Angular 2 modules and the new NgModule decorator allow us to declare in one place all the dependencies and components of our application without the need to do it on a per-component basis. a higher level module to wrap ES6 modules that are all about developer ergonomics.

Angular 2 module code

The NgModule decorator takes an object with the following information:

  • The imports array where you declare your module dependencies, for instance, browser, forms, routing or http. The BrowserModule we are using above contains all the dependencies necessary to run Angular 4 on a browser.
  • The declaration array where you declare the components and directives that belong to the current module.
  • And A bootstrap array that identifies our root component that Angular 4 uses to bootstrap your application.

In this example, we import an AppComponent component from the app.component.ts module and set it as the root of our application.

What is a Component?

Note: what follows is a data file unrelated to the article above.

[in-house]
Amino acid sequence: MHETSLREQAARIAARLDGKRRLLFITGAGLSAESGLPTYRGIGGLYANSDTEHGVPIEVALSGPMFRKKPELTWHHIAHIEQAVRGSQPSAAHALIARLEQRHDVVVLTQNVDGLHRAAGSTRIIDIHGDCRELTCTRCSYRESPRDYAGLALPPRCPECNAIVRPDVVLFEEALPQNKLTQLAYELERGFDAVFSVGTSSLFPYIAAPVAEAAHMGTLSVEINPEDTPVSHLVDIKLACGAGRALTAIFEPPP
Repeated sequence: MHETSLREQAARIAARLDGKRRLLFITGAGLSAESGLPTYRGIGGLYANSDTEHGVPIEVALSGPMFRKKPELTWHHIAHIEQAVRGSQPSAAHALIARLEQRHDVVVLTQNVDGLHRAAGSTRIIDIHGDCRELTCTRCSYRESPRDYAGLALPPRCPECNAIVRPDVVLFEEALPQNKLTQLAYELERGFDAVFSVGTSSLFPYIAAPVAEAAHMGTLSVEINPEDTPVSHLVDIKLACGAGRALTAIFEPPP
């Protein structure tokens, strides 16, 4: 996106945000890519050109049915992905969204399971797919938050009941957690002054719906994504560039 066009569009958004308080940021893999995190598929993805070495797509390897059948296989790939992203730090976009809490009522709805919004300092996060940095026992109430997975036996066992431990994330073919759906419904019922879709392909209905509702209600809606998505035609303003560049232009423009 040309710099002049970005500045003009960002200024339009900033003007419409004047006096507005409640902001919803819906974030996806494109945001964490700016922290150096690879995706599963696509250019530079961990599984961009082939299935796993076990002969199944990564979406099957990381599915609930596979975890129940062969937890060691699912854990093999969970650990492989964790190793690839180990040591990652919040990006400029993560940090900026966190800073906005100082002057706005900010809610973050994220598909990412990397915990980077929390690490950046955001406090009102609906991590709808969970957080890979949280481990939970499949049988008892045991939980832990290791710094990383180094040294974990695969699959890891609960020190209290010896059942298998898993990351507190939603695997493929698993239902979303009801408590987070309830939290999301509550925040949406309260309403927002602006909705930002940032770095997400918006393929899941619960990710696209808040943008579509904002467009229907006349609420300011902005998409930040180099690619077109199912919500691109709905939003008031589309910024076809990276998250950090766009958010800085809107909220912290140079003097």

The component is the core building block of Angular 4 applications. It represents a reusable piece of UI that is usually depicted by a custom HTML element tag.

A component is self-contained and is constituted by :

  • A piece of HTML code that is known as Template.
  • A class that encapsulates the data and access to these data are available to the Template.
  • And the Selector – CSS selector that identifies our component in a Template.

The AppComponent looks like this:

Angular Tutorials : Angular component

This code is available on your project, which will be located at my-app/src/app.component.ts

import { Component } from '@angular/core';
@Component({
selector: 'app-root',
templateUrl: './app.component.html',
styleUrls: ['./app.component.css']
})
export class AppComponent {
title = "app";
}

This code has an AppComponent class that is decorated by some metadata in the form a TypeScript decorator @Component which binds the class to its template, its styles and the app-root selector (Can you remember the <app-root> element from the index.html file?).